Tuesday, November 24, 2009 8:39AM - 8:52AM |
MV.00004: Linear Stability for Models of Active Suspensions Christel Hohenegger, Michael Shelley Recent work by Saintillan \& Shelley has modeled the dynamics of active suspensions, such as swirling bacterial baths, through a modification of Doi rod theory. However, the sign of the dipolar extra stress can be of the opposite sign of Doi theory, and this leads to large-scale flow instability. We investigate the structure of this system linearized near a state of isotropy and uniformity. We show that concentration fluctuations generally decay, and that while long-wave instability depends upon the particular swimming mechanism, short-wave stability does not. This suggests that the model is well-posed, even in the absence of translational and rotational diffusion effects. [Preview Abstract] |
Tuesday, November 24, 2009 8:52AM - 9:05AM |
MV.00005: Colloidal motility and patterning by physical chemotaxis Jeremie Palacci, Benjamin Abecassis, Cecile Cottin-Bizonne, Christophe Ybert, Lyderic Bocquet We developped a microfluidic setup to show the motility of colloids or biomolecules under a controlled salt gradient thanks to the diffusiophoresis phenomenon [1,2]. We can therefore mimic chemotaxis on simple physical basis with thrilling analogies with the biological chemotaxis of E. Coli bacteria: salt dependance of the velocity [3] and log-sensing behavior [4]. In addition with a temporally tunable gradient we show we can generate an effective osmotic potential to trap colloids or DNA. These experimental observations are supported by numerical simulations and an asymptotic ratchet model. Finally, we use these traps to generate various patterns and because concentration gradients are ubiquitous in nature, we question for the role of such a mecanism in morphogenesis [5] or positioning perspectives in cells [6]. \\[4pt] [1] B. Abecassis, C. Cottin-Bizonne, C. Ybert, A. Ajdari, and L. Bocquet, Nat. Mat., 7(10):785--789, 2008. [2] Anderson, Ann. Rev. Fluid Mech, 21, 1989. [3] Y. L. Qi and J. Adler, PNAS, 86(21):8358--8362, 1989. [4] Y. V. Kalinin, L. L. Jiang, Y. H. Tu, and M. M. Wu, Biophys. J., 96(6):2439--2448, 2009. [4] J. B. Moseley, A. Mayeux, A. Paoletti, and P. Nurse, Nat., 459(7248):857--U8, 2009. [6] L. Wolpert, Dev., 107:3--12, 1989 [Preview Abstract] |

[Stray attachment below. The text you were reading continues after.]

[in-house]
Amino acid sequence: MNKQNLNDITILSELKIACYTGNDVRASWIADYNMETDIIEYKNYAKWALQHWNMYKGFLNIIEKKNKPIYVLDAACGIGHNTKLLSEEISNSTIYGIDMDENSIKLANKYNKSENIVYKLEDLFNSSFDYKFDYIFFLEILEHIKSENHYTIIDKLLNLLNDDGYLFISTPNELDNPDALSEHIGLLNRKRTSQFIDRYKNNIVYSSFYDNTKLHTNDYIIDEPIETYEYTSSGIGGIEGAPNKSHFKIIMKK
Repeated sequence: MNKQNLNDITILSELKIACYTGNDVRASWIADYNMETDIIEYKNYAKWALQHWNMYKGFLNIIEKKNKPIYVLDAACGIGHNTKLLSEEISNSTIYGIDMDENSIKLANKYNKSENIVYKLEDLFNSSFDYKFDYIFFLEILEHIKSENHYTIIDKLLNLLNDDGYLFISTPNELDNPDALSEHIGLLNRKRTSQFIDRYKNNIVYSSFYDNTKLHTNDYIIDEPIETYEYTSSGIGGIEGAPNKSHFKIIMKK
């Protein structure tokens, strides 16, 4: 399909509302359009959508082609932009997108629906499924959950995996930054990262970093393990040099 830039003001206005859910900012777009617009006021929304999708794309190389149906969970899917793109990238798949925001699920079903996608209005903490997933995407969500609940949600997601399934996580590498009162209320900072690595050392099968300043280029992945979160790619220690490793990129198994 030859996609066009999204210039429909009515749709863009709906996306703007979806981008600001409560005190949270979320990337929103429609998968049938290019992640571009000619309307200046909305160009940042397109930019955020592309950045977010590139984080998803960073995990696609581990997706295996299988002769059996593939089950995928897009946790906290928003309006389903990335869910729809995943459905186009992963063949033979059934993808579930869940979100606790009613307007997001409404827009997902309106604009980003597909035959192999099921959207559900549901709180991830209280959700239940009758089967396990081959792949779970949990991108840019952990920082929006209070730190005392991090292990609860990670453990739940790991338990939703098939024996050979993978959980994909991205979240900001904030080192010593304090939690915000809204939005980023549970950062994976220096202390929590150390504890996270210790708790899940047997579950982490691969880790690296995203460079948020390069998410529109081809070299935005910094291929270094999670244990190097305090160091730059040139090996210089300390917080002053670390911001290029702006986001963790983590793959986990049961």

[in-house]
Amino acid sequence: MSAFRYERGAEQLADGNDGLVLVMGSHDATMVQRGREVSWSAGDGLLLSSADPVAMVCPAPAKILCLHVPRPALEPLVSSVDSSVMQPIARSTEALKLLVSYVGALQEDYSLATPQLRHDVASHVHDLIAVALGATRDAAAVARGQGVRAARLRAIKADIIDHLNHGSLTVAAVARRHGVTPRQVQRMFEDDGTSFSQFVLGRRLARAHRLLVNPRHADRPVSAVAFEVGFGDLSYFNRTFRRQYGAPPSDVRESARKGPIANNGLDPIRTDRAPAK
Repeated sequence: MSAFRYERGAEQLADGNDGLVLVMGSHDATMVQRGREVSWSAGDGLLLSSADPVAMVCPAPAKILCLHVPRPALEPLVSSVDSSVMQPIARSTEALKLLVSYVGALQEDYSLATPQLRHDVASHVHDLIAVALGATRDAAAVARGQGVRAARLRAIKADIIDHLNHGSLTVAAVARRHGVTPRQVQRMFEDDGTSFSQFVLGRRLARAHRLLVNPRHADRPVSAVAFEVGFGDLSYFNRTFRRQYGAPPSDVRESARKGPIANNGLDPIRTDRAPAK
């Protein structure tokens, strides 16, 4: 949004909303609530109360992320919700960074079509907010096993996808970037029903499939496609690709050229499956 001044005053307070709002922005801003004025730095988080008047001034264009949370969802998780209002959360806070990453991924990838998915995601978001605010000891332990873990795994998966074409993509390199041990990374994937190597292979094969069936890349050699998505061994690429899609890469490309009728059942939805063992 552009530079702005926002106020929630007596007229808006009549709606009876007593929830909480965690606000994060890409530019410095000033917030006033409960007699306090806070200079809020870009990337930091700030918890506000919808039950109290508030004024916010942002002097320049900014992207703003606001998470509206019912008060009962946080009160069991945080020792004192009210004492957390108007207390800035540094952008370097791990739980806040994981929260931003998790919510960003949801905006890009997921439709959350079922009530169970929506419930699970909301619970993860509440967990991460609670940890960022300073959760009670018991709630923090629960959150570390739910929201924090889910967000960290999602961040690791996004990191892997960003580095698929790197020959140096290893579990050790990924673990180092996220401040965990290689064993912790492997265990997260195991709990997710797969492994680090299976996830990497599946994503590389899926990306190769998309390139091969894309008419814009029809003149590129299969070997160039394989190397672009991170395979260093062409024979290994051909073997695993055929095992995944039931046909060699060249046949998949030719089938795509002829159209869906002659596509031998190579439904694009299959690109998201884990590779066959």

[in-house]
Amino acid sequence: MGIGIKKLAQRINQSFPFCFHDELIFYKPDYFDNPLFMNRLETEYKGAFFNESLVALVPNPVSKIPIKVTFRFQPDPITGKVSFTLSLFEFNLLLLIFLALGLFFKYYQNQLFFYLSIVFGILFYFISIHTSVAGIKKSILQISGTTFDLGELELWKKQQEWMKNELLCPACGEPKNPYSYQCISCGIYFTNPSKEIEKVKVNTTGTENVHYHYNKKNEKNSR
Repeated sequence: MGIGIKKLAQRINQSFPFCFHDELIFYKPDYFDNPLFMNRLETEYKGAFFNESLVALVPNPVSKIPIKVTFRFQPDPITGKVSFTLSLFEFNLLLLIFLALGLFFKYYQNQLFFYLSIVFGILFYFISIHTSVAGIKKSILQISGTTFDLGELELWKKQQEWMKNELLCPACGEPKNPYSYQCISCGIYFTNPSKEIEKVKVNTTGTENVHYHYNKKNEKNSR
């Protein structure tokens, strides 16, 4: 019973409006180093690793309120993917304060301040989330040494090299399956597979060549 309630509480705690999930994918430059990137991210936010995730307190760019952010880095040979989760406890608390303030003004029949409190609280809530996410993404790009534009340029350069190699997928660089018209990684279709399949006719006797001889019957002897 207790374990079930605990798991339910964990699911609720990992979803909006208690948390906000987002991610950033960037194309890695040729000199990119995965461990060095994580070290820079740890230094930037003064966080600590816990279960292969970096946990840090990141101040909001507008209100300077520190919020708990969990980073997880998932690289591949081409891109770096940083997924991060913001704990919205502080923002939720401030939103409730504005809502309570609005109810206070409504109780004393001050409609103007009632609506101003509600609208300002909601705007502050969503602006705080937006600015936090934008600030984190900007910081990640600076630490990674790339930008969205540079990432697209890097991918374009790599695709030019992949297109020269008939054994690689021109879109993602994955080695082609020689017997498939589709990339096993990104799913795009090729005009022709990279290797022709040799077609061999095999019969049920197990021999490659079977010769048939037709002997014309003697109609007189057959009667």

Tuesday, November 24, 2009 9:05AM - 9:18AM |
MV.00006: Bacterial streamers in curved microchannels Roberto Rusconi, Sigolene Lecuyer, Laura Guglielmini, Howard Stone Biofilms, generally identified as microbial communities embedded in a self-produced matrix of extracellular polymeric substances, are involved in a wide variety of health-related problems ranging from implant-associated infections to disease transmissions and dental plaque. The usual picture of these bacterial films is that they grow and develop on surfaces. However, suspended biofilm structures, or streamers, have been found in natural environments (e.g., rivers, acid mines, hydrothermal hot springs) and are always suggested to stem from a turbulent flow. We report the formation of bacterial streamers in curved microfluidic channels. By using confocal laser microscopy we are able to directly image and characterize the spatial and temporal evolution of these filamentous structures. Such streamers, which always connect the inner corners of opposite sides of the channel, are always located in the middle plane. Numerical simulations of the flow provide evidences for an underlying hydrodynamic mechanism behind the formation of the streamers. [Preview Abstract] |
Tuesday, November 24, 2009 9:18AM - 9:31AM |